She was pinned to the ground. He was walking slowly towards her. “Stay calm, don’t move.” He used the voice you reserve for animals stuck in a trap. She felt helpless as he lumbered towards her, a large, slow man. She started kicking the dead weight, trying to slide away from under it. His voice took on a tone of urgency, “Be careful, don’t, don’t.” He tried hurrying along, she believed he did, but she was starting to panic, and he still did not move quickly enough. She managed to scrape her boot from under the motorcycle, marking the fuel tank. He pulled the motorbike off her, had a look at the tank. “Why couldn’t you wait? I told you to wait.” His precious bike. He didn’t even check her out for scratches. She pulled herself off from the ground, dusted herself off. The shoelaces of one boot were worn off from the slide, the boot ripped open. They were still salvageable. She was glad she had been wearing construction steel-toed boots. That could have been her skin. She was wearing jeans and a leather coat, leather gloves, helmet. Nothing else was frayed. She hadn’t been going fast, they were practising with cones in a parking lot. She had skidded out of control, not sure how or why. She didn’t care to know. She probably had been going too slow, tried to redress instead of being one with the beast. She was told it was like riding a horse. You should not fight it, just try and be one with it, follow its movements. Her experience with horses was limited to an unfortunate ride at day camp. The horse had tried to bite her and chewed leaves and bushes instead of walking sedately with the others. She was told to kick it but she did not have the heart, and so it nibbled. She had hated every minute of it, the height, the uncomfortable seat, the power she did not master. The other kids had moved along nicely, nobody struggling. She had declined to ride the following week. Said she had female troubles. They left her alone to chat with the instructor on a bale of hay, in the shade.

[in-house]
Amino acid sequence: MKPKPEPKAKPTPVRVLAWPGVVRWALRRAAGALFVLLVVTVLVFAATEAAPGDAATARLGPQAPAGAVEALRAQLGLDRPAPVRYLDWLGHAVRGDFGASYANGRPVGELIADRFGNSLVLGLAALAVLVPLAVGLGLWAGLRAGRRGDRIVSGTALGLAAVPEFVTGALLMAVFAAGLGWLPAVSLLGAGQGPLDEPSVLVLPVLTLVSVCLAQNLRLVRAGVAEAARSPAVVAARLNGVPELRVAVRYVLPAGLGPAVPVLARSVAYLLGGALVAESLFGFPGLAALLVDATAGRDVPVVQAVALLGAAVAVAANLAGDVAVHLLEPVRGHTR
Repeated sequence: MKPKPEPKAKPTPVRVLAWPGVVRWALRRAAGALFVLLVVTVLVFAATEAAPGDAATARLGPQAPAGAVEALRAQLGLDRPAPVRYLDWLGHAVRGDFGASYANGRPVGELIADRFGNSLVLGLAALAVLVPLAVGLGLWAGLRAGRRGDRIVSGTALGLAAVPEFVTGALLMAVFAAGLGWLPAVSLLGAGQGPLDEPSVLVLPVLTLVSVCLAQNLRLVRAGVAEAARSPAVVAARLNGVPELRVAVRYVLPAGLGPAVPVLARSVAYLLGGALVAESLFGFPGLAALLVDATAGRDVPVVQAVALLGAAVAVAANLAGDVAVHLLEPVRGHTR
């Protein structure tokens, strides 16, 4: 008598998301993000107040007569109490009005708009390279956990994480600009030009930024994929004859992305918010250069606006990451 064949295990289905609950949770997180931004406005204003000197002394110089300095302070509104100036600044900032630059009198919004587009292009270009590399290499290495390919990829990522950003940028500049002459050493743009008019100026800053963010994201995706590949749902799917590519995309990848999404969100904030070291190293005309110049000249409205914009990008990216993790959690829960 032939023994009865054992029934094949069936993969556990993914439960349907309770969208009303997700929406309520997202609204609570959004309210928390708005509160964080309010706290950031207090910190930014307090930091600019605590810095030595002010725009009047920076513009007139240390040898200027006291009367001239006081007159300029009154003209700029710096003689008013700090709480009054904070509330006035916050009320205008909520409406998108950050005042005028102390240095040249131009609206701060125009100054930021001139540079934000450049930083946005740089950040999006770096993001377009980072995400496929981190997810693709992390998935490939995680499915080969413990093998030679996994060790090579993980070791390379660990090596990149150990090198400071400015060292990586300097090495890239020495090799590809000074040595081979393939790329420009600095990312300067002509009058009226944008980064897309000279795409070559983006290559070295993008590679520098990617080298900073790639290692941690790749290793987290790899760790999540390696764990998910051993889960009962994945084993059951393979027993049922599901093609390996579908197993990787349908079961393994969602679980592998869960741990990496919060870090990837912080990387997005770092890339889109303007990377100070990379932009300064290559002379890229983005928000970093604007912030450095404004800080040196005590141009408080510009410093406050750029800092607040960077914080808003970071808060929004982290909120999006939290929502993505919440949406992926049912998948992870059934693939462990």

She wasn’t even sore. She tried limping, to give him a bad conscience. “You need to ride her again now, so you won’t be afraid next time.” She obeyed, docile. It wasn’t an animal she was afraid of. She circled the cones, cautiously, leaning in, giving a little more gas than before, gliding in a smooth figure 8. He was in the middle, a lion tamer, his voice a limp whip waiting for a mistake to rear up its head. No mistakes. “Enough for the day. Let’s pack her in.” They gathered the cones, put them in his side saddle. He looked again at the scuff mark, at her, reproachfully. She looked back. He knew better than to start an argument when she was like that. There would be other times.